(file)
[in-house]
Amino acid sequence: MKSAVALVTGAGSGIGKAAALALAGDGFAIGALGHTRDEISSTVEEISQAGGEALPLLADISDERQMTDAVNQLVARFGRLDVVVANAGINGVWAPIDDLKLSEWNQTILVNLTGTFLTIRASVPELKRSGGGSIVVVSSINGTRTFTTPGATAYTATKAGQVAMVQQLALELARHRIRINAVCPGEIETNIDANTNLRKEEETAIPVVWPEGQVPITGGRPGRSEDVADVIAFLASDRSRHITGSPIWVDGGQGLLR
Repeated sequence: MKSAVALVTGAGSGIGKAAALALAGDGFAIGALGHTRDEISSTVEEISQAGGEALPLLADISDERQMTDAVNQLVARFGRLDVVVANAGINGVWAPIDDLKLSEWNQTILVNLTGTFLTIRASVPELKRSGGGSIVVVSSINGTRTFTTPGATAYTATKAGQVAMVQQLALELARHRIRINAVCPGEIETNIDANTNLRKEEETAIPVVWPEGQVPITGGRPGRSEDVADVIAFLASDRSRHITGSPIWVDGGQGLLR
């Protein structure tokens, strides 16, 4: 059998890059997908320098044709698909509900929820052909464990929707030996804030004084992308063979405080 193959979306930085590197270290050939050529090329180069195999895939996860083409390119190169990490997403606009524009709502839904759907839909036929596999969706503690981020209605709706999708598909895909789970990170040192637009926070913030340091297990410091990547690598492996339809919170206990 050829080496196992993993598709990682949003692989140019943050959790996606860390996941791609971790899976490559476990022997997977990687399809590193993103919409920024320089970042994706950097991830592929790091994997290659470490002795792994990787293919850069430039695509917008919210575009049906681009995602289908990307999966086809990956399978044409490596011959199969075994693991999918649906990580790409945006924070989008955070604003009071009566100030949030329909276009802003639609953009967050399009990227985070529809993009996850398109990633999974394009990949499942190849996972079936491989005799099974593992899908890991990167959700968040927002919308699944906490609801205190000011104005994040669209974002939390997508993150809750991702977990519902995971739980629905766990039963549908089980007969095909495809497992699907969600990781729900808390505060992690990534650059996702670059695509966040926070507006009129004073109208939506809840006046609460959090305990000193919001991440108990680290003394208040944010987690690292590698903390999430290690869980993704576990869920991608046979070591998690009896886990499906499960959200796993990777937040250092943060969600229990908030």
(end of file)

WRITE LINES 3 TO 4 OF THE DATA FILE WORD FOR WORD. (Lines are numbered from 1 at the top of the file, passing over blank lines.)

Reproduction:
Repeated sequence: MKSAVALVTGAGSGIGKAAALALAGDGFAIGALGHTRDEISSTVEEISQAGGEALPLLADISDERQMTDAVNQLVARFGRLDVVVANAGINGVWAPIDDLKLSEWNQTILVNLTGTFLTIRASVPELKRSGGGSIVVVSSINGTRTFTTPGATAYTATKAGQVAMVQQLALELARHRIRINAVCPGEIETNIDANTNLRKEEETAIPVVWPEGQVPITGGRPGRSEDVADVIAFLASDRSRHITGSPIWVDGGQGLLR
């Protein structure tokens, strides 16, 4: 059998890059997908320098044709698909509900929820052909464990929707030996804030004084992308063979405080 193959979306930085590197270290050939050529090329180069195999895939996860083409390119190169990490997403606009524009709502839904759907839909036929596999969706503690981020209605709706999708598909895909789970990170040192637009926070913030340091297990410091990547690598492996339809919170206990 050829080496196992993993598709990682949003692989140019943050959790996606860390996941791609971790899976490559476990022997997977990687399809590193993103919409920024320089970042994706950097991830592929790091994997290659470490002795792994990787293919850069430039695509917008919210575009049906681009995602289908990307999966086809990956399978044409490596011959199969075994693991999918649906990580790409945006924070989008955070604003009071009566100030949030329909276009802003639609953009967050399009990227985070529809993009996850398109990633999974394009990949499942190849996972079936491989005799099974593992899908890991990167959700968040927002919308699944906490609801205190000011104005994040669209974002939390997508993150809750991702977990519902995971739980629905766990039963549908089980007969095909495809497992699907969600990781729900808390505060992690990534650059996702670059695509966040926070507006009129004073109208939506809840006046609460959090305990000193919001991440108990680290003394208040944010987690690292590698903390999430290690869980993704576990869920991608046979070591998690009896886990499906499960959200796993990777937040250092943060969600229990908030």